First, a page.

As appreciated by comparing FIGS. 5 and 7, the printing unit 14 is adapted to print various characters and numerals selectively in opposite orientations because the transfer direction of the cutform 3 during printing of the sheet front face differs from that during printing of the sheet rear face. Such control of the printing unit 14 is known to those skilled in the art and will not be described here.
According to the invention, the return path 17 joins the normal transfer path 10 at a position before the printing unit 14, and a part of the normal transfer path 10 is utilized as an extension of the return path 17 when the transfer rollers 11-13 are reversely rotated. This arrangement obviates a conventional return path which extends all the way around a printing unit, thereby drastically reducing the overall space and weight of the printer. For this reason, the printer according to the invention is easy to manufacture and handle, and provides a space saving arrangement.
Further, according to the invention, printing on both faces of each cutform is started from the top (same) edge thereof, so that there is no deviation in two-face printing. It should be appreciated that such a possibility is obtained by the reversibility of the transfer rollers 11-13.
According to the embodiment illustrated in FIGS. 1 to 7, the return path 17 joins the normal transfer path 10 at a position immediately before the rear most pair of transfers 11. However, the return path 17 may join the normal transfer path 10 at a position immediately before the intermediate pair of transfer rollers 12. In this case, the rear most pair of transfer rollers 11 need only to rotate in a forward direction, or may be dispensed with if the distance from the feed roller 9 to the intermediate pair of rollers 12 is short.
The return path 17 may be modified in configuration and dimensions, provided that it joins the normal transfer path 10 at a position before the printing unit 14 and extends to the turnover unit 21 which is located above the feed stacker 2.
The turnover unit 21 may also be modified. FIG. 8 shows one example of such modification.
Referring to FIG. 8, a modified turnover unit 21' comprises a turnover roller 40 which is partially surrounded by a substantially arcuate guide 41 arranged as slightly spaced from the roller 40. Each cutform 3 coming out from the
return path 17 (see FIG. 1) is turned over when it has completely passed through a gap between the roller and the guide 41.
As opposed to the turnover unit 21 of the foregoing embodiment in which each cutform 3 is pinched between the two moving parts 22, 26 for forcible advance, the modified turnover unit 21' utilizes a single moving part 40, so that it is necessary for the cutform 3 not to come into abutment with any object before the entire length L of the cutform 3 has passed through the gap between the roller 40 and the guide 41.
The perfecting printer according to the present invention can be used in various applications which require printing. For example, the inventive printer can be used in combination with computers or word processors.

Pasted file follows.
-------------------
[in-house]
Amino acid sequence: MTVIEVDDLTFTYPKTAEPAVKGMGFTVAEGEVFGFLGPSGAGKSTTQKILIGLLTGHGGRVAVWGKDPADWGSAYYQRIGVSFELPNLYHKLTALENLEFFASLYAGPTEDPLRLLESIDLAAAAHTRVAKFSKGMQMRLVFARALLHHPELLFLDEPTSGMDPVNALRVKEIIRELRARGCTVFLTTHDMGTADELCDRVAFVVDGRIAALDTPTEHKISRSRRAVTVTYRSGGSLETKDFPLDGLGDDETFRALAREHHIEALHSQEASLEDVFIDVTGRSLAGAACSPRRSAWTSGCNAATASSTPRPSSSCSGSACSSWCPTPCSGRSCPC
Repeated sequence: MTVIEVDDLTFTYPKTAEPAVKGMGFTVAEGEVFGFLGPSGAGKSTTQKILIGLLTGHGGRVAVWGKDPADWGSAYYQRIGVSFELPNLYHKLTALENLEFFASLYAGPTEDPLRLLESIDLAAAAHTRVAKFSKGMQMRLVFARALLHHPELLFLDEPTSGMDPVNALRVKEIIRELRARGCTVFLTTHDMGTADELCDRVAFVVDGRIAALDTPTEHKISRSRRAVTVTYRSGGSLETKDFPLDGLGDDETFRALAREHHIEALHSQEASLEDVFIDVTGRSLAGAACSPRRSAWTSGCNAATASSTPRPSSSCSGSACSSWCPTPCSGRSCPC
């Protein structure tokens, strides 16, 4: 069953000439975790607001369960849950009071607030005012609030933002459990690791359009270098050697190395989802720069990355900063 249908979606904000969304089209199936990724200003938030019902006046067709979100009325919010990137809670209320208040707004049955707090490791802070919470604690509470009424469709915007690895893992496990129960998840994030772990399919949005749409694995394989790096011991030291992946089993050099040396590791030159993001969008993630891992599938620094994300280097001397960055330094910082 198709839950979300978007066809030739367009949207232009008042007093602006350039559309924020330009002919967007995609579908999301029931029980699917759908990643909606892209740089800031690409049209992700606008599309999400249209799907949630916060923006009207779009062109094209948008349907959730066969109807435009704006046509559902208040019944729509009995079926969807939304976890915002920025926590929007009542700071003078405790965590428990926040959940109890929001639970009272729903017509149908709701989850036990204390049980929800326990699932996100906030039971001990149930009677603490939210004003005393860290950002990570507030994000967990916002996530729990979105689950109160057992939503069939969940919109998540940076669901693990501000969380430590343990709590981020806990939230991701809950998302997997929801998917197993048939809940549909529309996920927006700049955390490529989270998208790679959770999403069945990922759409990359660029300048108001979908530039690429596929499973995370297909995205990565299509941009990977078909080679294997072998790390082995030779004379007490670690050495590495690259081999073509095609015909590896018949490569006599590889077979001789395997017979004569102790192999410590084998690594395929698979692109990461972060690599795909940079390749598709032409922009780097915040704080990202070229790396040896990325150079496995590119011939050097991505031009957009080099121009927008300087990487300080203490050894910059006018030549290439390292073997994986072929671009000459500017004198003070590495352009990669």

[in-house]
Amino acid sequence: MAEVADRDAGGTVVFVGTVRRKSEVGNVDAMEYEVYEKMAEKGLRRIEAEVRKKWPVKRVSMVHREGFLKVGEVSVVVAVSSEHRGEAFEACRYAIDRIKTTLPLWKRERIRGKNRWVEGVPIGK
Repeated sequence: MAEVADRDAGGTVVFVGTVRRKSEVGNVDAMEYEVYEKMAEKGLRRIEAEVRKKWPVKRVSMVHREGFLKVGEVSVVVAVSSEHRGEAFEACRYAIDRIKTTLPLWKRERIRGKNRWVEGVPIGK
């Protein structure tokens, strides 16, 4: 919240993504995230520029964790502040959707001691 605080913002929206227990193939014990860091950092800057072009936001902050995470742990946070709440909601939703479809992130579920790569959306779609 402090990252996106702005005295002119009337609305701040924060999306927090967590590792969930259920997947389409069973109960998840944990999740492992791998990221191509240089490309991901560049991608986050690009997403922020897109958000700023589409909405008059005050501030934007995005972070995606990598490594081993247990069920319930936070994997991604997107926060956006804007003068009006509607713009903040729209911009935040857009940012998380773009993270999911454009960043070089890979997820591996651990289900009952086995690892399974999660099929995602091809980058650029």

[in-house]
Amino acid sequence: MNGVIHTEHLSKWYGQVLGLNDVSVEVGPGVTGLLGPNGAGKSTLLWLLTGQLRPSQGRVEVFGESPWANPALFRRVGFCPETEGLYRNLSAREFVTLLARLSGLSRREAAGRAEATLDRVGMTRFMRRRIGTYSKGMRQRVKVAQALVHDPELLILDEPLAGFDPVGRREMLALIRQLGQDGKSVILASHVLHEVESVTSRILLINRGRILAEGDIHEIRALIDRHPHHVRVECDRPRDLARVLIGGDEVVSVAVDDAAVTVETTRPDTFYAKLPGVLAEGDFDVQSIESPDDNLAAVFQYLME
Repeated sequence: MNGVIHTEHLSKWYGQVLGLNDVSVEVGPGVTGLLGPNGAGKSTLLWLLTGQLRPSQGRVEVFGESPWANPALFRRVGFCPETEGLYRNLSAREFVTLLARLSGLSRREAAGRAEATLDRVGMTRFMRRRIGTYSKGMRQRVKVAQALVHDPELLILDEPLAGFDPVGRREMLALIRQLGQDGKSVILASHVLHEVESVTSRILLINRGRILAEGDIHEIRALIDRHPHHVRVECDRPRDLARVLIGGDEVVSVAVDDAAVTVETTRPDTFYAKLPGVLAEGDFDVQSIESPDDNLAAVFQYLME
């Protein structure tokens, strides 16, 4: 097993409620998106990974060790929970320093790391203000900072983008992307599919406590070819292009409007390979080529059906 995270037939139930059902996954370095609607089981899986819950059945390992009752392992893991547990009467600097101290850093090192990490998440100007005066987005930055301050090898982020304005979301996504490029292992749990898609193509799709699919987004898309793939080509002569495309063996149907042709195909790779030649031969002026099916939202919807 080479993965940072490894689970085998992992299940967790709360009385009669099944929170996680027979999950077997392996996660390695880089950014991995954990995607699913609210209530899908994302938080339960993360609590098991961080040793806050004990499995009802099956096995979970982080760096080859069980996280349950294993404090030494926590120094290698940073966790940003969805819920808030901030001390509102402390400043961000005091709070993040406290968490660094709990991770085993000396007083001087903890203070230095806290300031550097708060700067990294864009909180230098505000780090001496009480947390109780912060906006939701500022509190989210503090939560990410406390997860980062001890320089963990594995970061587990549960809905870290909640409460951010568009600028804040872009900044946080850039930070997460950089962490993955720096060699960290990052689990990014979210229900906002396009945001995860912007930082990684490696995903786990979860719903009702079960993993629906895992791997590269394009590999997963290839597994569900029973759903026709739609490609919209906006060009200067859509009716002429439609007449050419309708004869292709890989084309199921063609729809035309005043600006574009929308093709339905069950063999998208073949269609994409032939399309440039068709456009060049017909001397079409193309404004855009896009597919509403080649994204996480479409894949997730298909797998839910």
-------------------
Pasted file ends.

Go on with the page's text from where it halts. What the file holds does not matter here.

The invention being thus described, it is obvious that the same may be modified in other various ways. For instance, the feed roller 9 may be replaced by a known vacuum-type feeder which comprises a holder for sucking up each of cutforms by vacuum and which is widely used in photocopiers. Further, the printing unit 14 may utilize various types of printer head. Such variations are not to be regarded as a departure from the spirit and scope of the invention, and all such modifications as would be obvious to those skilled in the art are intended to be included within the following claims.
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|US4995615 *||Jul 10, 1989||Feb 26, 1991||Cheng Kuan H||Method and apparatus for performing fair card play|
|US5061099 *||Mar 3, 1989||Oct 29, 1991||Sony Corporation||Printing apparatus with pushers on stepped discharge plate|
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|US7267501 *||Oct 24, 2005||Sep 11, 2007||Samsung Electronics Co., Ltd.||Image forming apparatus having a pickup roller for driving a discharge roller|
|US7416179||May 12, 2006||Aug 26, 2008||Zebra Atlantek, Inc.||Card-flipping device for use in card printers|
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|US20060110204 *||Oct 24, 2005||May 25, 2006||Samsung Electronics Co., Ltd.||Image forming apparatus|
|US20060281057 *||May 12, 2006||Dec 14, 2006||Zebra Atlantek, Inc.||Card-flipping device for use in card printers|
|EP0398187A2 *||May 11, 1990||Nov 22, 1990||Canon Kabushiki Kaisha||Sheet inverting apparatus|
|WO1996004142A2 *||Jul 28, 1995||Feb 15, 1996||Lasermaster Corporation||High resolution combination donor/direct thermal printer|
|WO1996004142A3 *||Jul 28, 1995||May 23, 1996||Lasermaster Corp||High resolution combination donor/direct thermal printer|
|U.S. Classification||400/624, 101/296, 271/291, 400/188, 271/301, 400/578|
|International Classification||B41J13/00, B41J13/10, B41J3/60|
|Cooperative Classification||B41J3/60, B41J13/103|
|European Classification||B41J13/10B, B41J3/60|
|Jan 12, 1988||AS||Assignment|
Owner name: NIPPON I.C.S. KABUSHIKI KAISHA, 3-31-1101, UEHONMA
Free format text: ASSIGNMENT OF ASSIGNORS INTEREST.;ASSIGNORS:NARITA, HARUFUMI;KANEMORI, REIJI;REEL/FRAME:004822/0053
Effective date: 19871208
Owner name: NIPPON I.C.S.,JAPAN
Free format text: ASSIGNMENT OF ASSIGNORS INTEREST;ASSIGNORS:NARITA, HARUFUMI;KANEMORI, REIJI;REEL/FRAME:004822/0053
Effective date: 19871208
|Oct 6, 1992||REMI||Maintenance fee reminder mailed|
|Oct 14, 1992||REMI||Maintenance fee reminder mailed|
|Mar 7, 1993||LAPS||Lapse for failure to pay maintenance fees|
|May 18, 1993||FP||Expired due to failure to pay maintenance fee|
Effective date: 19930307